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Proc Natl Acad Sci U S A. 1997 Dec 9;94(25):13885-90.

Tissue engineering of cartilage in space.

Author information

  • 1Division of Health Sciences and Technology, Massachusetts Institute of Technology, Cambridge, MA 02139, USA. Lfreed@mit.edu

Abstract

Tissue engineering of cartilage, i.e., the in vitro cultivation of cartilage cells on synthetic polymer scaffolds, was studied on the Mir Space Station and on Earth. Specifically, three-dimensional cell-polymer constructs consisting of bovine articular chondrocytes and polyglycolic acid scaffolds were grown in rotating bioreactors, first for 3 months on Earth and then for an additional 4 months on either Mir (10(-4)-10(-6) g) or Earth (1 g). This mission provided a unique opportunity to study the feasibility of long-term cell culture flight experiments and to assess the effects of spaceflight on the growth and function of a model musculoskeletal tissue. Both environments yielded cartilaginous constructs, each weighing between 0.3 and 0.4 g and consisting of viable, differentiated cells that synthesized proteoglycan and type II collagen. Compared with the Earth group, Mir-grown constructs were more spherical, smaller, and mechanically inferior. The same bioreactor system can be used for a variety of controlled microgravity studies of cartilage and other tissues. These results may have implications for human spaceflight, e.g., a Mars mission, and clinical medicine, e.g., improved understanding of the effects of pseudo-weightlessness in prolonged immobilization, hydrotherapy, and intrauterine development.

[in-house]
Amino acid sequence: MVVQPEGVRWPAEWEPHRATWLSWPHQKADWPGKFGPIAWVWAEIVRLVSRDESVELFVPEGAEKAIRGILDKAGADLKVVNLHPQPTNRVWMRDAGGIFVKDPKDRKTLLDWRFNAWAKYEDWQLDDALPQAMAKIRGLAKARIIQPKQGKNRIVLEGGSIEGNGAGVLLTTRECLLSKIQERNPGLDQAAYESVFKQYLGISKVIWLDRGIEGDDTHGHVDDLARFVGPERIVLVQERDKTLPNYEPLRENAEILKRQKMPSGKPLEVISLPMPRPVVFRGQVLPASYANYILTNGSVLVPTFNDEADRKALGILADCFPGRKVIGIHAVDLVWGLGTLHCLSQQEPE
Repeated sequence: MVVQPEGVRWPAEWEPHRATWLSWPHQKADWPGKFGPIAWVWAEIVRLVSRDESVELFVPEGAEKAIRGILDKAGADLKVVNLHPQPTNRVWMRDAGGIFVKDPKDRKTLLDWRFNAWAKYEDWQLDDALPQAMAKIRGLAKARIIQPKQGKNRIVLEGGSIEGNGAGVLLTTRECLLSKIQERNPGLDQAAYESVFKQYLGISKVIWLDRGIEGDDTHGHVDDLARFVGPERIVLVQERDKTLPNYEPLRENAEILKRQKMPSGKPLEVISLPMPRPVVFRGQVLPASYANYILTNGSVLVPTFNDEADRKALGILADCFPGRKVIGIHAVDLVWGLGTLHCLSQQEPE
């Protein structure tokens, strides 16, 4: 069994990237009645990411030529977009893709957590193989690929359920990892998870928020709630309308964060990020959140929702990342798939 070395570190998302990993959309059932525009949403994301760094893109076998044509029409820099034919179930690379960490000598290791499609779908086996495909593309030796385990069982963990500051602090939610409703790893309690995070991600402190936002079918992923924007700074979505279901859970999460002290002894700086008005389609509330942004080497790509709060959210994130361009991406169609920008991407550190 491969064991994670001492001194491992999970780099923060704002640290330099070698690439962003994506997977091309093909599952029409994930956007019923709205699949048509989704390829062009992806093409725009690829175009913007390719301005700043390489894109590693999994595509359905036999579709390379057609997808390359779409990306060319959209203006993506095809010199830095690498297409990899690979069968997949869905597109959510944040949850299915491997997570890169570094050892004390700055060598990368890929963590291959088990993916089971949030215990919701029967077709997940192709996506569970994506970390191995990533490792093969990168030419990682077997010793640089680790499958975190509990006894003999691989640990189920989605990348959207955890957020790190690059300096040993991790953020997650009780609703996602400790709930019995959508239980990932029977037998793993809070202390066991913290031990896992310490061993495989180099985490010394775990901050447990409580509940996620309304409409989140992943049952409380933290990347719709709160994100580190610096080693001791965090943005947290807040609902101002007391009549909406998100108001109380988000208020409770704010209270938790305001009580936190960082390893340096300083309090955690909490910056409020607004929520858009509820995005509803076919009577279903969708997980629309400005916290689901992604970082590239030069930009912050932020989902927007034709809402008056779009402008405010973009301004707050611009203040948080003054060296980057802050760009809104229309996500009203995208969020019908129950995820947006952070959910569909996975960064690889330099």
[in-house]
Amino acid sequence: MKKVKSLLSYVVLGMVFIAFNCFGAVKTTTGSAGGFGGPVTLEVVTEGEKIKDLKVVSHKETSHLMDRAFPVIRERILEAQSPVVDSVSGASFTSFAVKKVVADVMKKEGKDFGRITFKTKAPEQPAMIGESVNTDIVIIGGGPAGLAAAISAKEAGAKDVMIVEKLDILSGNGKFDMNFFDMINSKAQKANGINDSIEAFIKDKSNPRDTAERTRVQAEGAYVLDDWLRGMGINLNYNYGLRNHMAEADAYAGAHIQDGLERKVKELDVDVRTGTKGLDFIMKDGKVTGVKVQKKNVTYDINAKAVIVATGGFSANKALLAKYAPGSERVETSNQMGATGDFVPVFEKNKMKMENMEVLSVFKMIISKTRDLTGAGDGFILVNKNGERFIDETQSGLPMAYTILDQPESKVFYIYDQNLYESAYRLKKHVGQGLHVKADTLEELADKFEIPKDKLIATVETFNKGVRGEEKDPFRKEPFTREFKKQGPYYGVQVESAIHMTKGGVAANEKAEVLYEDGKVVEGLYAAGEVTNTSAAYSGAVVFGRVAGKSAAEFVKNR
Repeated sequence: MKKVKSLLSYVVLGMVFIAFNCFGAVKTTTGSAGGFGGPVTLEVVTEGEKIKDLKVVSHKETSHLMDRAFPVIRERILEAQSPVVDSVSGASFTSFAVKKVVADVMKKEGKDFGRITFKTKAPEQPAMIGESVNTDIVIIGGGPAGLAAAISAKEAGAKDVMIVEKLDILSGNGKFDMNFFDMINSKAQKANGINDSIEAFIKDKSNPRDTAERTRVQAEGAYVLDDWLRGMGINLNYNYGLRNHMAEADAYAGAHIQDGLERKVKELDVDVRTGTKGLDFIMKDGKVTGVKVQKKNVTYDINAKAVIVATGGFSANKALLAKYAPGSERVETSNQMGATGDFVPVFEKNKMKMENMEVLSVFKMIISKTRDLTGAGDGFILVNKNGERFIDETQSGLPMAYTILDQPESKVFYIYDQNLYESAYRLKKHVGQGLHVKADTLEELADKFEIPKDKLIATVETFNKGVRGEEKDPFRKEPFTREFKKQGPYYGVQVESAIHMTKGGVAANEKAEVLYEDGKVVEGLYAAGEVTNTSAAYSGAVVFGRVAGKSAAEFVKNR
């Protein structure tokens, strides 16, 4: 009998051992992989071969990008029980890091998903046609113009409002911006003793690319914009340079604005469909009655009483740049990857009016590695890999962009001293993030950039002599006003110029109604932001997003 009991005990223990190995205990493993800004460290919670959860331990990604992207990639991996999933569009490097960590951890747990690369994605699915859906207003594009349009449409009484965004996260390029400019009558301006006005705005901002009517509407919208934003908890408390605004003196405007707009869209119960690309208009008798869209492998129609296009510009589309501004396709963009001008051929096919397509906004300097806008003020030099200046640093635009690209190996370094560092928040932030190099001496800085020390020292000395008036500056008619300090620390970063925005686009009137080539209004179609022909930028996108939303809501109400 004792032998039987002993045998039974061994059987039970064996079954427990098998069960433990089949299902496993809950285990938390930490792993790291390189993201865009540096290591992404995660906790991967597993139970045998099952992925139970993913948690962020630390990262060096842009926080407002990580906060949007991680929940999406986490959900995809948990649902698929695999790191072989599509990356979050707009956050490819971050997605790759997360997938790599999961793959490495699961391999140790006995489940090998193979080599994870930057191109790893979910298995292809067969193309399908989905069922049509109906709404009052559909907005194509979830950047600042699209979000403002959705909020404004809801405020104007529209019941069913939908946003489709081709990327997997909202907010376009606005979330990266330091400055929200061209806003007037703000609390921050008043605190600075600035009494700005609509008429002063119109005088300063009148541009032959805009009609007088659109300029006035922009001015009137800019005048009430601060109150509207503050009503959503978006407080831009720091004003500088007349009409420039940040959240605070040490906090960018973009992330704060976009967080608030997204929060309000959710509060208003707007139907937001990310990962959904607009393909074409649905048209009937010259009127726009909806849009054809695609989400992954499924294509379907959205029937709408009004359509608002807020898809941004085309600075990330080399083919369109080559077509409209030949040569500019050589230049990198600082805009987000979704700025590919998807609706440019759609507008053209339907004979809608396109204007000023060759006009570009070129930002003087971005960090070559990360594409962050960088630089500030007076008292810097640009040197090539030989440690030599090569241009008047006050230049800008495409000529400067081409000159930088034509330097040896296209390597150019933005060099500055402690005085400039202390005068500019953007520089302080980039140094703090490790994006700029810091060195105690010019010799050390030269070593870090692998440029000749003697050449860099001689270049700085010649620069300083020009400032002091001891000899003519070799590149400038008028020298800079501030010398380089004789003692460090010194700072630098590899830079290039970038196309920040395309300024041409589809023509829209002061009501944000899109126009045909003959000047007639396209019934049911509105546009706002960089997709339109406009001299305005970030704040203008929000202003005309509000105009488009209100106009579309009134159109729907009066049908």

PMID:
9391122
PMCID:
PMC28402
[PubMed - indexed for MEDLINE]
Free PMC Article
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